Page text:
TOKYO (Kyodo) -- The Cabinet of Prime Minister Shinzo Abe on Wednesday approved a plan to hold an upper house election on July 21 following a two-week campaign period from July 4.
The upcoming election comes amid a recent furor over a controversial pension report that raised concerns about the reliability of the country's public pension system.
Another focus will be on the decision by Abe, who has been facing pressure amid signs that Japan's economy is slowing, to raise the consumption tax in October.
"We have built a sustainable (public pension) system. We'd like voters to see that we have been striving to enhance social security," Chief Cabinet Secretary Yoshihide Suga said at a press conference.
Earlier in the month, Finance Minister Taro Aso refused to receive a report by a panel of experts which contained an estimate that the average retired couple would face a shortfall of 20 million yen ($186,000) under the current pension system if they live to be 95 years old. The panel was set up under the Financial Services Agency, which Aso oversees.
The Cabinet's approval of the House of Councillors' election schedule came on the last day of the current Diet session. Abe is scheduled to hold a press conference later in the day.
A senior member of Abe's Liberal Democratic Party has said the ruling party is aiming to win at least 63 seats, or a majority of the 124 up for grabs, with its coalition partner Komeito.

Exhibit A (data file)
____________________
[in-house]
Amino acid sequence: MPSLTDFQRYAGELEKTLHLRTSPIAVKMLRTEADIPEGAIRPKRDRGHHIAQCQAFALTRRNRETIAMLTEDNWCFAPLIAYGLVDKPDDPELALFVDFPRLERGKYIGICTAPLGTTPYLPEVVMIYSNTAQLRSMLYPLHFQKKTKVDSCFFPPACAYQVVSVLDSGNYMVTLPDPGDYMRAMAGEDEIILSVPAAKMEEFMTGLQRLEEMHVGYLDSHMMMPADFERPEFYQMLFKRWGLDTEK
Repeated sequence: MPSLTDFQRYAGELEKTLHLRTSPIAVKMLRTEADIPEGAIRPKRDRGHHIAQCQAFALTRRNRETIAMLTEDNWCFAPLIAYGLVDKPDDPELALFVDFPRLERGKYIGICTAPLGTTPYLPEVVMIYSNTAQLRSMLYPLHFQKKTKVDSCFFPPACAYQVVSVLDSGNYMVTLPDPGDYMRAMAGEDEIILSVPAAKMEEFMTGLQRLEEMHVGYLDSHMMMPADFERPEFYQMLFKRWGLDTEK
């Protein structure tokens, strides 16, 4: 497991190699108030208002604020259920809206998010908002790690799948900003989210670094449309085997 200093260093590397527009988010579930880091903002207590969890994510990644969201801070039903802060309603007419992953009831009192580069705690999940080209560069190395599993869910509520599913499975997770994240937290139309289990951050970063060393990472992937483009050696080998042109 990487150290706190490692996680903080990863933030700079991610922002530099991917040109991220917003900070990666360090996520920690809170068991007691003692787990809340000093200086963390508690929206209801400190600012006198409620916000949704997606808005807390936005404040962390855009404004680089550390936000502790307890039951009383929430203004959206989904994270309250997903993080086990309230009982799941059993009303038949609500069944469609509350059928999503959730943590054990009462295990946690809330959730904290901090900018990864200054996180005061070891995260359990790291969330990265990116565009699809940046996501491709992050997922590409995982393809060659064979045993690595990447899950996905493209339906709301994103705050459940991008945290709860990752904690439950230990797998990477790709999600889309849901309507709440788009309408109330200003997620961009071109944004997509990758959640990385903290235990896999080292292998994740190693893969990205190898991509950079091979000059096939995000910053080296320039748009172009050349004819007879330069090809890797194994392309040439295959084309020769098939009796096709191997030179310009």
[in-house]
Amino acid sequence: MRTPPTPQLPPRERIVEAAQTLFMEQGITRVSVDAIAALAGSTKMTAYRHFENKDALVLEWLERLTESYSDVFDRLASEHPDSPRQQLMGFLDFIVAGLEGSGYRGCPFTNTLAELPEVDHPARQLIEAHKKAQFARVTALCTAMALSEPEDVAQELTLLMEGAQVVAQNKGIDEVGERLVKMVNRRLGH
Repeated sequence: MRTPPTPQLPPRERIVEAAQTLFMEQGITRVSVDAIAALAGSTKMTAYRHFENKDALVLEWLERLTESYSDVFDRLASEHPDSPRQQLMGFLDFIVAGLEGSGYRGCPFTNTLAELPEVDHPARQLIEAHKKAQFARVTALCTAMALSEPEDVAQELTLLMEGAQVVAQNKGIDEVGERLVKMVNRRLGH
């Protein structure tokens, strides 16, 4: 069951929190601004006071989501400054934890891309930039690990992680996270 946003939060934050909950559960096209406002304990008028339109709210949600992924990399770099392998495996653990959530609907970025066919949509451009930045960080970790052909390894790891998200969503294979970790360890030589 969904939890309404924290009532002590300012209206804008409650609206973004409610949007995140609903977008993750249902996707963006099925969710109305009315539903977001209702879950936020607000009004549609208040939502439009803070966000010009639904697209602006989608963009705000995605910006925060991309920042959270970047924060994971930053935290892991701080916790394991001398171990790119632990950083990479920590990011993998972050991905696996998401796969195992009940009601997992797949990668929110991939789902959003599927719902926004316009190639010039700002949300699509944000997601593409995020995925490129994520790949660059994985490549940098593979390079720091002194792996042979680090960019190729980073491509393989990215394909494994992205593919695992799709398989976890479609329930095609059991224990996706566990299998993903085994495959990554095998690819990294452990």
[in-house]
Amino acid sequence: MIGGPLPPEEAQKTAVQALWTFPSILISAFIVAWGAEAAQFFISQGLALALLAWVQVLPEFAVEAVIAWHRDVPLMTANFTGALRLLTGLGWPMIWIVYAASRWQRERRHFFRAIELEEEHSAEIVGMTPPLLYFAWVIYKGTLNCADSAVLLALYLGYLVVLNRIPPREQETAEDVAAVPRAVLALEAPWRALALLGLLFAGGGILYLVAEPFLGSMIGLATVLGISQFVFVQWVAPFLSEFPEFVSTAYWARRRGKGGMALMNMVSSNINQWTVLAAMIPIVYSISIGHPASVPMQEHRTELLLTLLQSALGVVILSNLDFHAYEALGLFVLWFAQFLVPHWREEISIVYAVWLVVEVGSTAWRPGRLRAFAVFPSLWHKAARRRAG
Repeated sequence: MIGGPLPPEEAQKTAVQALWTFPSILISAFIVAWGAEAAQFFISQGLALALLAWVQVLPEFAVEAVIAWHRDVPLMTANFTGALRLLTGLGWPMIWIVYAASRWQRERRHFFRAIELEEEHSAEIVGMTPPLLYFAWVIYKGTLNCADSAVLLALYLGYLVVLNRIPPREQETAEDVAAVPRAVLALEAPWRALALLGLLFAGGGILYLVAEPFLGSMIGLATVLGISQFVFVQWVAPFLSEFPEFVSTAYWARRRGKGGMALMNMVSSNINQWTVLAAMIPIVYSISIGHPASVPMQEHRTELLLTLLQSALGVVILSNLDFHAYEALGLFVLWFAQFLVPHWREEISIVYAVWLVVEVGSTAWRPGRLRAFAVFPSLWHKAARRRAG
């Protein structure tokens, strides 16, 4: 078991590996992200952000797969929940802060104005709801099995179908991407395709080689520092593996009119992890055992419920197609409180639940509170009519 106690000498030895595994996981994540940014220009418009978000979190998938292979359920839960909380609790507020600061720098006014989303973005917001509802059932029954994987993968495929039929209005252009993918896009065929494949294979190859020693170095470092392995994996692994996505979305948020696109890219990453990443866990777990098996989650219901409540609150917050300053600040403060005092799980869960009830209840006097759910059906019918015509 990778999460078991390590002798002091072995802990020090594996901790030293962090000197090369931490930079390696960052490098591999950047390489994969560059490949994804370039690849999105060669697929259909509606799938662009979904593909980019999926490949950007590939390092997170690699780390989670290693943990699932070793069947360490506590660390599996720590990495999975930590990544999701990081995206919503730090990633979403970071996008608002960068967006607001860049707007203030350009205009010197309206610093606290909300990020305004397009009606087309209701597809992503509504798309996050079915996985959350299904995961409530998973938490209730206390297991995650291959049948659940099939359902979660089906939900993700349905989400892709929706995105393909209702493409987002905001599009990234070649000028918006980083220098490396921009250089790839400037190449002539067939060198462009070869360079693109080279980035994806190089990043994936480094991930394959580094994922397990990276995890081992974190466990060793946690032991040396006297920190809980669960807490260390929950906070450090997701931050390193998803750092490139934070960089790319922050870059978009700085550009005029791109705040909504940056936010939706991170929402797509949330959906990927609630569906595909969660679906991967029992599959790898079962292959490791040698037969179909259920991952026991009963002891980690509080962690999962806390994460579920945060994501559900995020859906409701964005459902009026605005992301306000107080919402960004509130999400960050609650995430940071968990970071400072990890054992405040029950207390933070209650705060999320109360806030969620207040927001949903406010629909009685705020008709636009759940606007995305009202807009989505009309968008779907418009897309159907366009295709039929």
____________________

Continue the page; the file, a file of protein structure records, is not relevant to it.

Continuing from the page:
At present, the ruling coalition does not hold a two-thirds majority in the upper house, the threshold necessary if Abe wants to amend the pacifist Constitution. Abe has said he hopes to see a revised Constitution in 2020.
An upper house election needs to be held as the six-year terms of half of the current members end on July 28.
Speculation had grown in recent months that Abe might dissolve the more powerful lower house for a snap election to coincide with the upper house race. But he decided against a double election, senior administration officials have said.
During the regular session from Jan. 28, the Diet enacted legislation to expand child-care support by offering free preschool education. It also revised a law to ban parents and other guardians from physically punishing children following fatal cases of abuse committed in the name of discipline.